CLAIM: Mr. Ledonne was unsatisfied with the decision not to hire him and attempted to rally support for himself. Ledonne continued to vocalize his displeasure with this decision and has become disruptive to the campus staff, administration and board of trustees.
FACT: Mr. Grohowski fails to understand the issue. It is not the decision that I object to but the process by which that decision was made. I am merely attempting to have my concerns addressed.
A letter of support for my application of employment, signed by 80 students, faculty, staff, and community members, along with many other letters of support, teaching evaluations, CV and cover letter, was delivered to the Board of Trustees in May 2015. The “vocalization of displeasure” is protected under the First Amendment and the right of any individual who believes they were treated unfairly by their place of employment.
I have never been cited on campus for any form of disruptive behavior and no documentation has been provided to substantiate this claim. To date, ASU has yet to cite a single policy I have violated, which is curious given the hasty efforts for ASU to pass a Persona Non Grata policy (for retroactive application to me).
CLAIM: Mr. Ledonne took his protest to former President Svaldi in mid‑2015 and again dissatisfied with the university’s decision not to hire him, began to harass members of the Svaldi family on social media sites.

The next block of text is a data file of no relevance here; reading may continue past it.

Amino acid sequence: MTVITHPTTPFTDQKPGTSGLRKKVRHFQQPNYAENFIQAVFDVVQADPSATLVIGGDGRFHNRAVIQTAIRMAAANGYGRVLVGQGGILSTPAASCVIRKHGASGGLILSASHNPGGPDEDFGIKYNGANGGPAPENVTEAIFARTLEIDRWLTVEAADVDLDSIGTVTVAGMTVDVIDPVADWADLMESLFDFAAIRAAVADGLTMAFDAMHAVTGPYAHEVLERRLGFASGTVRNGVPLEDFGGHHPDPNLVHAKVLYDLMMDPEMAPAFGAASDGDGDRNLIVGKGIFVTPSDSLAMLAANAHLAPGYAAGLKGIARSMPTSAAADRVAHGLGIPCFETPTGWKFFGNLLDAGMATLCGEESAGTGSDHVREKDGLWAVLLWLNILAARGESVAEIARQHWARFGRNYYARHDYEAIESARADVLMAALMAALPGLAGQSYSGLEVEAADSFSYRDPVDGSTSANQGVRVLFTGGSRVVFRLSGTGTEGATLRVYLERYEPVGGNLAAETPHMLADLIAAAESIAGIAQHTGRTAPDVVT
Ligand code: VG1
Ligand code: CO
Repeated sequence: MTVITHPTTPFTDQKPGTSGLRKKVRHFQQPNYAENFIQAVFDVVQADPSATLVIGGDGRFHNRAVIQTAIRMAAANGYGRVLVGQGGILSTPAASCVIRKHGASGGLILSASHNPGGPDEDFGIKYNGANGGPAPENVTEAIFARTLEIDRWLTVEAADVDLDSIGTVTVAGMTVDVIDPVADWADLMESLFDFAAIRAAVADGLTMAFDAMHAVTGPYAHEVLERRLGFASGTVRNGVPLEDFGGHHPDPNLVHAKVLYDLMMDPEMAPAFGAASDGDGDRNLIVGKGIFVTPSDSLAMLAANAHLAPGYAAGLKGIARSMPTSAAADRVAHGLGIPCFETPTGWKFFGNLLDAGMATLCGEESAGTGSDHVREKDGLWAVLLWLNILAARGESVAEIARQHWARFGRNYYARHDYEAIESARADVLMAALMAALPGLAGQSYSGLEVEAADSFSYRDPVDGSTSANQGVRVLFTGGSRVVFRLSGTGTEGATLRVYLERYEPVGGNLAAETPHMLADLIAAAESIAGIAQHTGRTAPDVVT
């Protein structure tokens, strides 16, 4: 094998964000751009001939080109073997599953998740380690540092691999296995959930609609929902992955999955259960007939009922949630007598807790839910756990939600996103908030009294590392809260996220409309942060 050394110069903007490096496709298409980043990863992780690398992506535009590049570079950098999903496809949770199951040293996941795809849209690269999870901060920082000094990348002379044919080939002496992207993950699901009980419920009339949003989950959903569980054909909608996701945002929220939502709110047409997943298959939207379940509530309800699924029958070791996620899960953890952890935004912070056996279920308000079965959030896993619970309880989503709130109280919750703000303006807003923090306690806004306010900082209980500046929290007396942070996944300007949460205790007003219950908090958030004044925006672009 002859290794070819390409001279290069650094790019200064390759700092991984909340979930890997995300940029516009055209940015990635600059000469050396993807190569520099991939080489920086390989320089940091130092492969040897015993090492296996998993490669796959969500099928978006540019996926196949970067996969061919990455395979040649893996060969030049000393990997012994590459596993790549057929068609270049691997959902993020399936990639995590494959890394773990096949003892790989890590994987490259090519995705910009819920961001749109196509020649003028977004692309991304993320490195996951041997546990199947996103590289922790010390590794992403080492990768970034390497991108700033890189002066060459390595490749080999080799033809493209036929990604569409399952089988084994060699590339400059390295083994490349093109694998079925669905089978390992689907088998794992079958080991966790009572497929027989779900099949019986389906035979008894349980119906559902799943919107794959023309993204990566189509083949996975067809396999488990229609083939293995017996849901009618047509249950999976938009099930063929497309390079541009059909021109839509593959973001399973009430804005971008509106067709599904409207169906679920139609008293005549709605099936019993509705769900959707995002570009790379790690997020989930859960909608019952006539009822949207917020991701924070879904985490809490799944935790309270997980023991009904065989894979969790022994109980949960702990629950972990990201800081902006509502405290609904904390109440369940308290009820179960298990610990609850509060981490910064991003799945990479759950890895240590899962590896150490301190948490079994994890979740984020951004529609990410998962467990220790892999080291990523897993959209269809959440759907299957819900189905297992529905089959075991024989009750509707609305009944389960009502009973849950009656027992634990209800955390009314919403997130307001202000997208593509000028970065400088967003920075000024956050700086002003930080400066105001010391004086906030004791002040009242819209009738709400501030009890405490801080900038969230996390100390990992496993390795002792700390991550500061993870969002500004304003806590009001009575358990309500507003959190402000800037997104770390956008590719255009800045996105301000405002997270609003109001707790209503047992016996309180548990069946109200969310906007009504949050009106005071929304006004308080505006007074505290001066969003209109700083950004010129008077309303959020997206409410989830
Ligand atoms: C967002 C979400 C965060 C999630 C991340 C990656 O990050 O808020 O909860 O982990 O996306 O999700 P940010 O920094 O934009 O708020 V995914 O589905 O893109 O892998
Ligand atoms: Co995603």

FACT: Mr. Grohowski has his facts backwards here. I met with President Svaldi in June 2014 and again twice in April 2015 to outline ongoing hiring concerns. Concluding the June 2014 meeting, President Svaldi shook my hand and stated, “I think things will work out for you at Adams State.”
In June 2015, someone responded to a post I made on Facebook about transgender rights. I messaged this person to thank them for their response. This person then proceeded to raise the issue of my employment status at ASU and asked for more information. At this point, they identified their relationship to the Svaldi family. The conversation became more contentious and we agreed to disagree.
This person reported the conversation to ASU Campus Health and Safety. Mr. Ken Marquez met with me to review this correspondence and concluded: “In consultation with the Campus Health and Safety committee we do not find an actionable threat at this time.”
This individual continued to contact me on Facebook against my wishes and I informed them not to contact me further. This individual has threatened legal action if I were to actually publish this conversation in its entirety. I have these exchanges fully documented.
CLAIM: ASU seated our current President McClure, and true to his form, Ledonne sought a new audience with Dr. McClure to vocalize his displeasure, additionally filing a second complaint with the new ASU EEOC investigator. Again, no wrong‑doing was found in the decision not to hire Ledonne and again Ledonne could not accept the simple decision that was made not to hire him.
FACT: In June 2015, at the advice of former OEO Director Joel Korngut, I did contact President Svaldi, President McClure, and Board Chair Salazar upon receipt of an email from Salazar on which Svaldi and McClure were copied.